Of course there are implications, we are now being warned of drought. Although given the rainfall that Britain gets, IMHO the problem is one of poor local infrastructure and lack of national infrastructure. The creation of Regional water companies doesn’t really seem to have improved the situation much either – where’s the profit for them – or am I being too cynical. It was interesting to read that there is talk of building a £2.6 billion water pipeline alongside the HS2 rail line planned over the next 15-odd years. I won’t hold my breath then.
In a you read it here first exclusive it seem that the news of cracks in the road has spread to the nationals. The cause – yes you’ve guess it the drought. These flipping roads are a never-ending expense.
The main reason I cycle is for pleasure, not fitness or sport – so I won’t be switching to the ElliptiGO – although they do look like fun to “ride”. Mind you if you have a spare bike that you want to retire then stick it under the sink, I am not sure my wife would let me get away with that though.
For choice I would prefer not to see Electricity pylons all over the place. I accept that it is much cheaper for the power to be transmitted this way rather than underground. They are rather obtrusive. However they are sometimes visually interesting as well. The way they march across the countryside. They are certainly not as obtrusive as the sound of motor traffic on a fast road. The next time you are out in the countryside listen – you’d be surprised how far away from roads you need to be to “hear” the tranquillity.
I mentioned these daffodils earlier, they grow near the Swaffham Heath Road bridge over the A14/A11. These seem to be amongst the earliest of the “wild” daffodils in the area.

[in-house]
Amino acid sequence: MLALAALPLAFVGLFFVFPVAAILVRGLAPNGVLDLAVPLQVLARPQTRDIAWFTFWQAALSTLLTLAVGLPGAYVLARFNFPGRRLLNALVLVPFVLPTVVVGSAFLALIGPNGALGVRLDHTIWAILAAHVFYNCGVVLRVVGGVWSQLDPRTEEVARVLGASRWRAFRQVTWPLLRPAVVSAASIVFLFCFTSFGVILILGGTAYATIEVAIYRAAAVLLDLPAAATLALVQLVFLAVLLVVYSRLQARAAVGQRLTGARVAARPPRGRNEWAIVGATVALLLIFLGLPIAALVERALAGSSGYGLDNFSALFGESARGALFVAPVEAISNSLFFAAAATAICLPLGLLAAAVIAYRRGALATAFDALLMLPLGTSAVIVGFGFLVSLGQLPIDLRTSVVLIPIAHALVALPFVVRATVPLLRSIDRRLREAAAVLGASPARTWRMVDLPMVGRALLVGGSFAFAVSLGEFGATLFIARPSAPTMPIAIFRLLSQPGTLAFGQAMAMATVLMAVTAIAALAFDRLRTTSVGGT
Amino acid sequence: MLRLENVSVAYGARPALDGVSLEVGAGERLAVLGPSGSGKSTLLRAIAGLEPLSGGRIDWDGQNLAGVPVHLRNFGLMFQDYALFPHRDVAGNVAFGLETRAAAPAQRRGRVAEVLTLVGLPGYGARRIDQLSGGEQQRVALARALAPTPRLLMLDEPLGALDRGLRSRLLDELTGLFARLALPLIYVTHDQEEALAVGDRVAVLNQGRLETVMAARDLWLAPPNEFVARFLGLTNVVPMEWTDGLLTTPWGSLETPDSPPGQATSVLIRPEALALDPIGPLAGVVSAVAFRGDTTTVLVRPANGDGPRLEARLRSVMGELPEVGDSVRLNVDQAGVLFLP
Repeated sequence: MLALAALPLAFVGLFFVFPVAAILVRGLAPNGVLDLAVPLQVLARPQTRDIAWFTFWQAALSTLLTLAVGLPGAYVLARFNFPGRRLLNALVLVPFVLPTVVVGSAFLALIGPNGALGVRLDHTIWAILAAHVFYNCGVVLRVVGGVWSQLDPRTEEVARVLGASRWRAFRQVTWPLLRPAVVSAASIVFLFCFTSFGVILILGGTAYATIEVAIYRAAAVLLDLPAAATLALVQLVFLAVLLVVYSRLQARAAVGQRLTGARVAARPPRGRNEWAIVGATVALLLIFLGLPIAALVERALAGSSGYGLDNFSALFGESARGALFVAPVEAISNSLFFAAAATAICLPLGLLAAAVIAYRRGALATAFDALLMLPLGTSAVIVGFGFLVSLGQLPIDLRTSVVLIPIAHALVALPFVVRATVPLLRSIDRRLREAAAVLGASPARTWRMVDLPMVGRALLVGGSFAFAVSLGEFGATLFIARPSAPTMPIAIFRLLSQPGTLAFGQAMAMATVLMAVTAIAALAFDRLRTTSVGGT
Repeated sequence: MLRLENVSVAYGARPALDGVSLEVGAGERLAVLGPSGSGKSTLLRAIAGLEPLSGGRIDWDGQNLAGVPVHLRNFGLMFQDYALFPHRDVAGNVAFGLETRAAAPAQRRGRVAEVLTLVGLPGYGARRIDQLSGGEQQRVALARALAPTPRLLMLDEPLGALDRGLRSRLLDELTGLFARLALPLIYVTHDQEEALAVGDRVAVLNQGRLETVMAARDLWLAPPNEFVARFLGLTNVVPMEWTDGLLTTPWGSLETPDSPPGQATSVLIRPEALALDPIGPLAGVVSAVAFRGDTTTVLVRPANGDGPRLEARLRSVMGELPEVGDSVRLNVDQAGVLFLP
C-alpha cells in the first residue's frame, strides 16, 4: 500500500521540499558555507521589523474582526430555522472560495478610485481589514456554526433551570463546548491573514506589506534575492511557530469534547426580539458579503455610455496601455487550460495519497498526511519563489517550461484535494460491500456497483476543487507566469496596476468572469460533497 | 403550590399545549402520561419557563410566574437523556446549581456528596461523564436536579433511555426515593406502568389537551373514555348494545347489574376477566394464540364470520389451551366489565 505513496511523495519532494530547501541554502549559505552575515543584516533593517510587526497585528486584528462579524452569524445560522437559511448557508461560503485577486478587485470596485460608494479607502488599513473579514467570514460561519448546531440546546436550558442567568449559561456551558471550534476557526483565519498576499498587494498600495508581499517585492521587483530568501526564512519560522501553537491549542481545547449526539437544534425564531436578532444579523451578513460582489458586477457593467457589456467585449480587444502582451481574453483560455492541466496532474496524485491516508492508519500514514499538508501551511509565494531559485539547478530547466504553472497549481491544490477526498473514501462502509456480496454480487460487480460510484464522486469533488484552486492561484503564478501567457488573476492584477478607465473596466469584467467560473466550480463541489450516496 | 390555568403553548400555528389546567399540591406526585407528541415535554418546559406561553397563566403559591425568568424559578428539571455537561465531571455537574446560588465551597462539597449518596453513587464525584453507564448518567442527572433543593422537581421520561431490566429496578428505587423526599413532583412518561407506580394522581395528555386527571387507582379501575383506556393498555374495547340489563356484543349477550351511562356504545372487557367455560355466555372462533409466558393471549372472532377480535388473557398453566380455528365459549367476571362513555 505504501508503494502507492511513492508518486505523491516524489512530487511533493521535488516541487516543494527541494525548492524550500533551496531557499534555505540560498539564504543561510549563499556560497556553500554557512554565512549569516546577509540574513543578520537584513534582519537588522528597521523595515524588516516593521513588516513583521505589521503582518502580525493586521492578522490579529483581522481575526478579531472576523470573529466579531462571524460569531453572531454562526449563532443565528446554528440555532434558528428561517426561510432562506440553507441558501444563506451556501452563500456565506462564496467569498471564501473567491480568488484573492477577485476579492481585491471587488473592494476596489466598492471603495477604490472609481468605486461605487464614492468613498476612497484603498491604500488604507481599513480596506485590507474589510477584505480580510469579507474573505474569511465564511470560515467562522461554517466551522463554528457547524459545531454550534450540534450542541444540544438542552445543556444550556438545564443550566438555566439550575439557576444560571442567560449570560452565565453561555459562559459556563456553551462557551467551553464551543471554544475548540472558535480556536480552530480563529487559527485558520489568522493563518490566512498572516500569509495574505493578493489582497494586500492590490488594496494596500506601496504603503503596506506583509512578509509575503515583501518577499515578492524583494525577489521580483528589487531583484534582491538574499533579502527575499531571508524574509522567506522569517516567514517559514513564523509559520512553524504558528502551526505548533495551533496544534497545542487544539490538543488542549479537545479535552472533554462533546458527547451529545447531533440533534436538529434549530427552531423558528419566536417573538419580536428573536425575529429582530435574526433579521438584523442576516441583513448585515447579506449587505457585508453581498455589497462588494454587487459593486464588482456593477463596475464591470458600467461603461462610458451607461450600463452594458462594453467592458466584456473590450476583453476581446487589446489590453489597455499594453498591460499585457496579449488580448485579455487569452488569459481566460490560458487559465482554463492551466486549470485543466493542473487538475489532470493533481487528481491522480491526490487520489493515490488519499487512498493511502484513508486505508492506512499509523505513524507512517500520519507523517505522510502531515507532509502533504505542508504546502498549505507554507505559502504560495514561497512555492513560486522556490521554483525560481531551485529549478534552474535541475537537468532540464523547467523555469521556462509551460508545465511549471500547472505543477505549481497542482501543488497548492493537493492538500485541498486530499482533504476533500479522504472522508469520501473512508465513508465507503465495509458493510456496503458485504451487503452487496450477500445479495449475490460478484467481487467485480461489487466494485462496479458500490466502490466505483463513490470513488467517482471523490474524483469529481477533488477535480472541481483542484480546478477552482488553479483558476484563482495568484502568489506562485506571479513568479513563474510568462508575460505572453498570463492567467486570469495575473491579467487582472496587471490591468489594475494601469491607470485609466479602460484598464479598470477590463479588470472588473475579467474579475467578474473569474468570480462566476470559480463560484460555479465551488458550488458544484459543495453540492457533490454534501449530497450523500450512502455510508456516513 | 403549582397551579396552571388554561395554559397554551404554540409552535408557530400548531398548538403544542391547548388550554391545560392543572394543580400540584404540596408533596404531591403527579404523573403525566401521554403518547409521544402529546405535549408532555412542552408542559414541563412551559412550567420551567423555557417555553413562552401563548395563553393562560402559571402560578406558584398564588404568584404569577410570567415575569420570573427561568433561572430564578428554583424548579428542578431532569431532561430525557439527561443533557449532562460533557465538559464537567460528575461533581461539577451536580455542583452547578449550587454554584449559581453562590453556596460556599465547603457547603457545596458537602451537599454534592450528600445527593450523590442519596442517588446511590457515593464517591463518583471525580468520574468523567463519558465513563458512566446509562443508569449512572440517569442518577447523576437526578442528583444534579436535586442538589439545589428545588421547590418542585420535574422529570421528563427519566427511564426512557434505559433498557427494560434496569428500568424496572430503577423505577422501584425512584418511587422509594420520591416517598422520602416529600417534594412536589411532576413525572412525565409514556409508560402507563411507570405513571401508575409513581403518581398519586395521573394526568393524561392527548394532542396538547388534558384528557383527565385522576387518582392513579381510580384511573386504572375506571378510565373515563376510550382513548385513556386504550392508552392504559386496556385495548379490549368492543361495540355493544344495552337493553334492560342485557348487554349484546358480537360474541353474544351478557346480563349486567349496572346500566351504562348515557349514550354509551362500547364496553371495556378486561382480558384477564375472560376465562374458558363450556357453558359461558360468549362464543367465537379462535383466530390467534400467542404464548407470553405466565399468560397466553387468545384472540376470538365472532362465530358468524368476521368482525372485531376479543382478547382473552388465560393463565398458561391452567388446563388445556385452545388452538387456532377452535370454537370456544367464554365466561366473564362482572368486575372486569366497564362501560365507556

This is where the A14 and A11 join up before splitting again on the other side of Newmarket. On my annotated map for a while the route I take alongside the A14 has been missing from the OSM streetmap and OSM Cyclemap. I was pleased to see that it was not on the Cycle map. But I’ve just noticed that it doesn’t appear on the OSM Streetmap in the last link, it does appear on the OSM Cycle map though.
I did notice that the Bike route Toaster course creator didn’t really route along it though. I had always assumed that the underlying road/path data on the OSN Cycle map was from the OSM streetmap - but it would appear that is not always the case.
And here is a picture of the path alongside the A14/A11. It is noisy, there is only a hedge and verge to separate the two – but it is a route. I was expecting more difficult to cycle along than it was. The hedgerows each side have been cut back and so it is possible to cycle in the wheel tracks as well as the middle track. I did have a near miss with my front wheel sliding as I braked, luck rather than skill stopped me taking a tumble though.
After a while the track then joins up with the NCN51 route from Burwell to Exning on the Heath Road. There has been quite a bit of work in the fields getting them ready for drilling. The skies were blue as well.